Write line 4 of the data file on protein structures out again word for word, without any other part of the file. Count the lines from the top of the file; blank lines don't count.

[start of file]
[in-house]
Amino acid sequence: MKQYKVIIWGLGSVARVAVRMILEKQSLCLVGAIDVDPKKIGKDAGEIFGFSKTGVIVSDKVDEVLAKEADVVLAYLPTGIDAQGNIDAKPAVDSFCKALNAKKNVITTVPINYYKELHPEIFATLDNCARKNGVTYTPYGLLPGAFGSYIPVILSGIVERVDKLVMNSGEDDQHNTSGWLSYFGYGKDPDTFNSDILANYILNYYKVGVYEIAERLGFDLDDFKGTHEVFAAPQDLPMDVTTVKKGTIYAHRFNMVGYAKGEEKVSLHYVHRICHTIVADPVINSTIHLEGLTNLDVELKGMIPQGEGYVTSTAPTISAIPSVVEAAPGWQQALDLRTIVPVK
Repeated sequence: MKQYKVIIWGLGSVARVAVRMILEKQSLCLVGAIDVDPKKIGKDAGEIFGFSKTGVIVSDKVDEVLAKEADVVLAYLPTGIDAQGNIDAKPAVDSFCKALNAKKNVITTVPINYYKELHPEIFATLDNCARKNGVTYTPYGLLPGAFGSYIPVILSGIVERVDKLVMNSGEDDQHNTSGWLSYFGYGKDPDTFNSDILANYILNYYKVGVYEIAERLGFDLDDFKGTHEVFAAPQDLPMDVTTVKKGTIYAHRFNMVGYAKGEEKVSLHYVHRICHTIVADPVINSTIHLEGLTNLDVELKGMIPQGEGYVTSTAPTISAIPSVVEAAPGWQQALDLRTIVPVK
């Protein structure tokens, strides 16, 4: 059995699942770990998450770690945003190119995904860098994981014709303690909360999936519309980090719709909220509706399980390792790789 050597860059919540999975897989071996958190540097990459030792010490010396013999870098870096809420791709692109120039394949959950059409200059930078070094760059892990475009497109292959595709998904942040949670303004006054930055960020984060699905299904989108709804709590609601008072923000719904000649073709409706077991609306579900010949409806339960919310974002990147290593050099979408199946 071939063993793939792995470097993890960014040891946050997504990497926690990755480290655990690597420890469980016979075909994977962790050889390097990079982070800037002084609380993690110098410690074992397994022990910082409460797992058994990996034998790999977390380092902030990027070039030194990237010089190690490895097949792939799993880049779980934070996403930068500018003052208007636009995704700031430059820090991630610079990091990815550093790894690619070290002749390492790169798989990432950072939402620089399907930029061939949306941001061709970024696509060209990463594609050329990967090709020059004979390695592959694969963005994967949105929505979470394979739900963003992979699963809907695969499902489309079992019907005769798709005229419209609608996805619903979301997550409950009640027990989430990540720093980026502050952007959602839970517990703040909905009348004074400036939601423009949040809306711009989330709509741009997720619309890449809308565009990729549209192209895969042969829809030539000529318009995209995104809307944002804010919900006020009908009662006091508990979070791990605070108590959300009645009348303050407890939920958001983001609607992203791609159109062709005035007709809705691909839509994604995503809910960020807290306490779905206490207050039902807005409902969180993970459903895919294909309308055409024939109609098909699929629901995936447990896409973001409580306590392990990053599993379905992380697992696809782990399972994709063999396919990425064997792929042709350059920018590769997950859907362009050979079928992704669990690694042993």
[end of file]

């Protein structure tokens, strides 16, 4: 059995699942770990998450770690945003190119995904860098994981014709303690909360999936519309980090719709909220509706399980390792790789 050597860059919540999975897989071996958190540097990459030792010490010396013999870098870096809420791709692109120039394949959950059409200059930078070094760059892990475009497109292959595709998904942040949670303004006054930055960020984060699905299904989108709804709590609601008072923000719904000649073709409706077991609306579900010949409806339960919310974002990147290593050099979408199946 071939063993793939792995470097993890960014040891946050997504990497926690990755480290655990690597420890469980016979075909994977962790050889390097990079982070800037002084609380993690110098410690074992397994022990910082409460797992058994990996034998790999977390380092902030990027070039030194990237010089190690490895097949792939799993880049779980934070996403930068500018003052208007636009995704700031430059820090991630610079990091990815550093790894690619070290002749390492790169798989990432950072939402620089399907930029061939949306941001061709970024696509060209990463594609050329990967090709020059004979390695592959694969963005994967949105929505979470394979739900963003992979699963809907695969499902489309079992019907005769798709005229419209609608996805619903979301997550409950009640027990989430990540720093980026502050952007959602839970517990703040909905009348004074400036939601423009949040809306711009989330709509741009997720619309890449809308565009990729549209192209895969042969829809030539000529318009995209995104809307944002804010919900006020009908009662006091508990979070791990605070108590959300009645009348303050407890939920958001983001609607992203791609159109062709005035007709809705691909839509994604995503809910960020807290306490779905206490207050039902807005409902969180993970459903895919294909309308055409024939109609098909699929629901995936447990896409973001409580306590392990990053599993379905992380697992696809782990399972994709063999396919990425064997792929042709350059920018590769997950859907362009050979079928992704669990690694042993």